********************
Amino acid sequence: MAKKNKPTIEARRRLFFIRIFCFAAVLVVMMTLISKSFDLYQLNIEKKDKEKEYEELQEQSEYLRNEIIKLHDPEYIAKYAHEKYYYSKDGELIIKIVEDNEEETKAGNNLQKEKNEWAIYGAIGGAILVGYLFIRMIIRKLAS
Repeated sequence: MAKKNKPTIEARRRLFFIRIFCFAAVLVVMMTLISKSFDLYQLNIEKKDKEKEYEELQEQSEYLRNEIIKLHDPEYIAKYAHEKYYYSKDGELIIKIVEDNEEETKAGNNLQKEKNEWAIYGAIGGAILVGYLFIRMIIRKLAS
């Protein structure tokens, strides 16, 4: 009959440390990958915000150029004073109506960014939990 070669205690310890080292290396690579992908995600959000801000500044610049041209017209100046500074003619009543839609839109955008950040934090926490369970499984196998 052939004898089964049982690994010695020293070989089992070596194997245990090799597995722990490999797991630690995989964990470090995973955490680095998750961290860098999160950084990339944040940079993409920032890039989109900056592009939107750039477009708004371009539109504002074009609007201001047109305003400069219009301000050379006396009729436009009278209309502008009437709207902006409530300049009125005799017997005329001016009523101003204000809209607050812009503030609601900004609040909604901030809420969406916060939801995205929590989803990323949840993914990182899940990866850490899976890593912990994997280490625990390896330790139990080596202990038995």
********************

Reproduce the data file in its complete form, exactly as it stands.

Amino acid sequence: MAKKNKPTIEARRRLFFIRIFCFAAVLVVMMTLISKSFDLYQLNIEKKDKEKEYEELQEQSEYLRNEIIKLHDPEYIAKYAHEKYYYSKDGELIIKIVEDNEEETKAGNNLQKEKNEWAIYGAIGGAILVGYLFIRMIIRKLAS
Repeated sequence: MAKKNKPTIEARRRLFFIRIFCFAAVLVVMMTLISKSFDLYQLNIEKKDKEKEYEELQEQSEYLRNEIIKLHDPEYIAKYAHEKYYYSKDGELIIKIVEDNEEETKAGNNLQKEKNEWAIYGAIGGAILVGYLFIRMIIRKLAS
């Protein structure tokens, strides 16, 4: 009959440390990958915000150029004073109506960014939990 070669205690310890080292290396690579992908995600959000801000500044610049041209017209100046500074003619009543839609839109955008950040934090926490369970499984196998 052939004898089964049982690994010695020293070989089992070596194997245990090799597995722990490999797991630690995989964990470090995973955490680095998750961290860098999160950084990339944040940079993409920032890039989109900056592009939107750039477009708004371009539109504002074009609007201001047109305003400069219009301000050379006396009729436009009278209309502008009437709207902006409530300049009125005799017997005329001016009523101003204000809209607050812009503030609601900004609040909604901030809420969406916060939801995205929590989803990323949840993914990182899940990866850490899976890593912990994997280490625990390896330790139990080596202990038995």